A Nurse With Attitude

Where Dark Cynical Humor, Nursing Issues, and Politics Seem to Merge

An Moment in OR #3

 

Political Correctness and the hurdles we must endure will eventually destroy this country…

As an OR nurse, everyone is under tremendous pressure to work faster, have better times and quicker turnovers between cases. Anything to save time,  go faster and enhance efficiency and, in turn, save money.  Management realizes that operating room time costs,  in the neighborhood of $45 dollars a minute.  Anything we can do to speed things up is considered saving money.   Along with all of this rush-rush mentality, we are also in charge of all the medications.  Before each case, we have to check out all of the correct meds in the correct amount and in the correct concentration as fast as possible.  If we make a med error, we are not only screwed, but  suddenly unemployed.  We also have to have the correct instruments for the case.  Some instrumentation is very specific,  and the case cannot be done without them.  We also need to arrange the correct supplies to get the patient into the correct position for the needed procedure.  If anything is wrong or missing, it all lands on the neck of the circulating nurse.  Even if the doctor is not correct in the procedure, it’s the nurse at fault.  The circulating nurse is like the captain of the ship and responsible for everything that occurs in the room.  Within the turnover period, the circulating nurse must check all of the paperwork.  The nurse must confirm that the written paperwork, the legal consent, and the actual patient all say the same thing prior to ever bringing the patient back to the room. Once the patient is in the room, the circulating nurse is suddenly the OR police or, as the hospital calls it, “the patient advicate,”  and is responsible to make sure that the surgeon does only what is written on the consent and no more.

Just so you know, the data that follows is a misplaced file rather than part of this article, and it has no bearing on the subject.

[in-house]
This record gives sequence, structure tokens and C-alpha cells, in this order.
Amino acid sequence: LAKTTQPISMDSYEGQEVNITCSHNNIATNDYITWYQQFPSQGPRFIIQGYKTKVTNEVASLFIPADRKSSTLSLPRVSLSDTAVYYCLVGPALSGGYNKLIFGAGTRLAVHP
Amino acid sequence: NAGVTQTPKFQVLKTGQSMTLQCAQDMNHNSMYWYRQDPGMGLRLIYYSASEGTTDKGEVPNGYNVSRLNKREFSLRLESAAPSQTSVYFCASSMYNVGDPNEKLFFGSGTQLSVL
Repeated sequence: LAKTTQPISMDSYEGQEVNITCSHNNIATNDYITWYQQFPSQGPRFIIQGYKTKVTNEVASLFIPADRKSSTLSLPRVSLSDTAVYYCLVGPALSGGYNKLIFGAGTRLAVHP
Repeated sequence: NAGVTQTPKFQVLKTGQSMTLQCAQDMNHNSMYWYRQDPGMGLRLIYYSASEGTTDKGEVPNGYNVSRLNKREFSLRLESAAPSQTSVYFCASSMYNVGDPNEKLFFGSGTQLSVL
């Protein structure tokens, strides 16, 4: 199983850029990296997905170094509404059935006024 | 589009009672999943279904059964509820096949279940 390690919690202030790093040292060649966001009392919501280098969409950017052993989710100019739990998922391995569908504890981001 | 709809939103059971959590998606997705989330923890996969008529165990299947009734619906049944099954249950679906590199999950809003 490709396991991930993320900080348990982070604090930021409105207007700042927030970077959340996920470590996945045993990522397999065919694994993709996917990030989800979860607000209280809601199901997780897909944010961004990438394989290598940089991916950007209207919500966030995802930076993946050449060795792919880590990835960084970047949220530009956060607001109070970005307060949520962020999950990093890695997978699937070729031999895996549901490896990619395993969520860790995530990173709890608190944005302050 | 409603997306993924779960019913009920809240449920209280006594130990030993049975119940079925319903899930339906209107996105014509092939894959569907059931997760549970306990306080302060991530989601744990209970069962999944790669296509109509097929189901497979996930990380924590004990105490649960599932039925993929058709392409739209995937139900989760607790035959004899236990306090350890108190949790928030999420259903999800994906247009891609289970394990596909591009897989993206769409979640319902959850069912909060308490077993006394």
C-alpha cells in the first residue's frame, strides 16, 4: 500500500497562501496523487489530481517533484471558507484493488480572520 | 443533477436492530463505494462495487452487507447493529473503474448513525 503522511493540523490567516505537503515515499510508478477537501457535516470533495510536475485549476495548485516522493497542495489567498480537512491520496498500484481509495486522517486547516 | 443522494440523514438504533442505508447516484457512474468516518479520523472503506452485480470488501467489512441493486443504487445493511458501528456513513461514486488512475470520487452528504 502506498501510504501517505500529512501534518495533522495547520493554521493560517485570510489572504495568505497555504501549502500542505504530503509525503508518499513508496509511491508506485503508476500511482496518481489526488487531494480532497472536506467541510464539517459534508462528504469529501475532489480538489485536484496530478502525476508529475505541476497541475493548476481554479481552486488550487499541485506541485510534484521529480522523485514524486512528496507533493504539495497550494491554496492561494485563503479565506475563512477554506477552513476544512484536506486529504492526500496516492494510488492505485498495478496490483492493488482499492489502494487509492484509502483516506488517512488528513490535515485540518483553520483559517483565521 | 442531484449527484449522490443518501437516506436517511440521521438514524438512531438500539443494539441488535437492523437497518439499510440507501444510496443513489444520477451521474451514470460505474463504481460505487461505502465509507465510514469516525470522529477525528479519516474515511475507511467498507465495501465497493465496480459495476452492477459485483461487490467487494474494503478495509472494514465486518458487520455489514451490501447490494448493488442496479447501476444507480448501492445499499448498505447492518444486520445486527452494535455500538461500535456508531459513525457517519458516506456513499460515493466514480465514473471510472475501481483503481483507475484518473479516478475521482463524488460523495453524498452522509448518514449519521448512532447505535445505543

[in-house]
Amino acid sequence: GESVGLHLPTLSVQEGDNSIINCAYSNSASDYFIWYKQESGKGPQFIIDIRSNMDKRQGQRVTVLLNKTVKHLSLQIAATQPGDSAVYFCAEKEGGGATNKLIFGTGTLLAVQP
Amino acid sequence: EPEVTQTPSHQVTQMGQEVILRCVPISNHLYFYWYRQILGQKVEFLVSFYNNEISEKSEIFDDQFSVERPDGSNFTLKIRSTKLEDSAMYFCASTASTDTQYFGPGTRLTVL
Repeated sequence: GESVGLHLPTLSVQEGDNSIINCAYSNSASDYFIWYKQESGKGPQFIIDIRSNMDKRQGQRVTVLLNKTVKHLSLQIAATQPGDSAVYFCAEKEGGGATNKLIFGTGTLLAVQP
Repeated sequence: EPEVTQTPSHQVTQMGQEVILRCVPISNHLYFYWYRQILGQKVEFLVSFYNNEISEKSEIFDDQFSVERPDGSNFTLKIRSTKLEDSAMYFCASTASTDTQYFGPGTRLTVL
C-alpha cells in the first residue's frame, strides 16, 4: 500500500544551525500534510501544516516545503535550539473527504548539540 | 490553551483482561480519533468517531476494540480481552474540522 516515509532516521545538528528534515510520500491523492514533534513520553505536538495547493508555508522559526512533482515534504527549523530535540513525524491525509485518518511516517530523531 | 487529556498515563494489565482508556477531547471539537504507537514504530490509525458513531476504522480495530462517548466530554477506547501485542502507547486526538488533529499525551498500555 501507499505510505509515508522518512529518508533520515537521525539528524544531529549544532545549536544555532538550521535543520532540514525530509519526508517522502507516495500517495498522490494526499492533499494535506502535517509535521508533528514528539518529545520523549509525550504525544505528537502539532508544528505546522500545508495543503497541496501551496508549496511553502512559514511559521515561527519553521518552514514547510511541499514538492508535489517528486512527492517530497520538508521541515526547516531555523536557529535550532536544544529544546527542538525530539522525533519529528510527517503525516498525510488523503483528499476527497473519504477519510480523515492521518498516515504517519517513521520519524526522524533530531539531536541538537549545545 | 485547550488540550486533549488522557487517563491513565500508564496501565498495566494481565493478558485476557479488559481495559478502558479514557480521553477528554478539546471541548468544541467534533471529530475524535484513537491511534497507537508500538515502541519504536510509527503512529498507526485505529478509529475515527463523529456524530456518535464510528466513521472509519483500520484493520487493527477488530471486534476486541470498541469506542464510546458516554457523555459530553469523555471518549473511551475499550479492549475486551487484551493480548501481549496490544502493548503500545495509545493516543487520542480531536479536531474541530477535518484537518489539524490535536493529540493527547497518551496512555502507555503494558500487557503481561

The turnover, or the cleaning and sterilizing process to remove the blood,  bone chips and dirt between patients, is always expected to be less than thirty minutes. Thirty minutes…  I mean,  think about it, do you think  the maid at  “Holiday Inn” take less than 30 minutes to clean the room before you check  in?  And when she does clean that room, is it really, really clean?  I mean, clean enough to do surgery and still not get a surgical site  infection, or catch some illness from the previous patient?  I don’t think so.  So, why is this a hard and fast expectation for us nurses in the operating room?  …Because it saves money.

Because we are required to be in a rush, everyone has their own special tricks  to save time and to enhance their own efficiency.   We try to get everything ready and set up prior to the patient ever entering the room.  This saves time, heck everything we do is engineered to save time. … and therefore money.  In all of this hurry and fury, I still have time to have fun.   In an atmosphere of political correctness and a continual bombardment of “tolerance,” if you’re not really alert, it’s easier than ever to stumble into a PC minefield.   Here’s  a story about a PC  mis-step that brought a smile to my hecktic and stressful day…

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